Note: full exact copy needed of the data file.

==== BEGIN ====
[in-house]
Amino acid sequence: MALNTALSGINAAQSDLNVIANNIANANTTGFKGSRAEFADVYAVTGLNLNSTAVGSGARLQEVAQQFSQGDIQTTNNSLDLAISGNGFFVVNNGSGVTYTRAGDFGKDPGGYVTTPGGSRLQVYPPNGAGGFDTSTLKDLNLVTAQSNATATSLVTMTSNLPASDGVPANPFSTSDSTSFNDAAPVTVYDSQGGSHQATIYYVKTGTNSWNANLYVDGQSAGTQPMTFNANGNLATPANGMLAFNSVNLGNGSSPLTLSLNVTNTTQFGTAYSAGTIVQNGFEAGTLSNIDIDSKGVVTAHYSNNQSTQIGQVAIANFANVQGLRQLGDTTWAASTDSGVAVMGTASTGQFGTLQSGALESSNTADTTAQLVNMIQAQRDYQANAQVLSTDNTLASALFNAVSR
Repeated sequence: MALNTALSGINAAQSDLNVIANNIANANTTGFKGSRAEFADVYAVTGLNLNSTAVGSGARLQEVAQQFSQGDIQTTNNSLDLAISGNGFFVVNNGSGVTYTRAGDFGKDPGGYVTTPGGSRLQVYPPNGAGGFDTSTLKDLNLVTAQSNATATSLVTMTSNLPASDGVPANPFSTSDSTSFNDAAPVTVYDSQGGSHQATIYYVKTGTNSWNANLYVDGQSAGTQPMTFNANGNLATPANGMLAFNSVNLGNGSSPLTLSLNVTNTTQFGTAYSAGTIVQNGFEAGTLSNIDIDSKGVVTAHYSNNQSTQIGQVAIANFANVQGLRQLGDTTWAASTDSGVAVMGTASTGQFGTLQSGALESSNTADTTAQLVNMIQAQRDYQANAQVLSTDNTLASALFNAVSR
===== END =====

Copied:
[in-house]
Amino acid sequence: MALNTALSGINAAQSDLNVIANNIANANTTGFKGSRAEFADVYAVTGLNLNSTAVGSGARLQEVAQQFSQGDIQTTNNSLDLAISGNGFFVVNNGSGVTYTRAGDFGKDPGGYVTTPGGSRLQVYPPNGAGGFDTSTLKDLNLVTAQSNATATSLVTMTSNLPASDGVPANPFSTSDSTSFNDAAPVTVYDSQGGSHQATIYYVKTGTNSWNANLYVDGQSAGTQPMTFNANGNLATPANGMLAFNSVNLGNGSSPLTLSLNVTNTTQFGTAYSAGTIVQNGFEAGTLSNIDIDSKGVVTAHYSNNQSTQIGQVAIANFANVQGLRQLGDTTWAASTDSGVAVMGTASTGQFGTLQSGALESSNTADTTAQLVNMIQAQRDYQANAQVLSTDNTLASALFNAVSR
Repeated sequence: MALNTALSGINAAQSDLNVIANNIANANTTGFKGSRAEFADVYAVTGLNLNSTAVGSGARLQEVAQQFSQGDIQTTNNSLDLAISGNGFFVVNNGSGVTYTRAGDFGKDPGGYVTTPGGSRLQVYPPNGAGGFDTSTLKDLNLVTAQSNATATSLVTMTSNLPASDGVPANPFSTSDSTSFNDAAPVTVYDSQGGSHQATIYYVKTGTNSWNANLYVDGQSAGTQPMTFNANGNLATPANGMLAFNSVNLGNGSSPLTLSLNVTNTTQFGTAYSAGTIVQNGFEAGTLSNIDIDSKGVVTAHYSNNQSTQIGQVAIANFANVQGLRQLGDTTWAASTDSGVAVMGTASTGQFGTLQSGALESSNTADTTAQLVNMIQAQRDYQANAQVLSTDNTLASALFNAVSR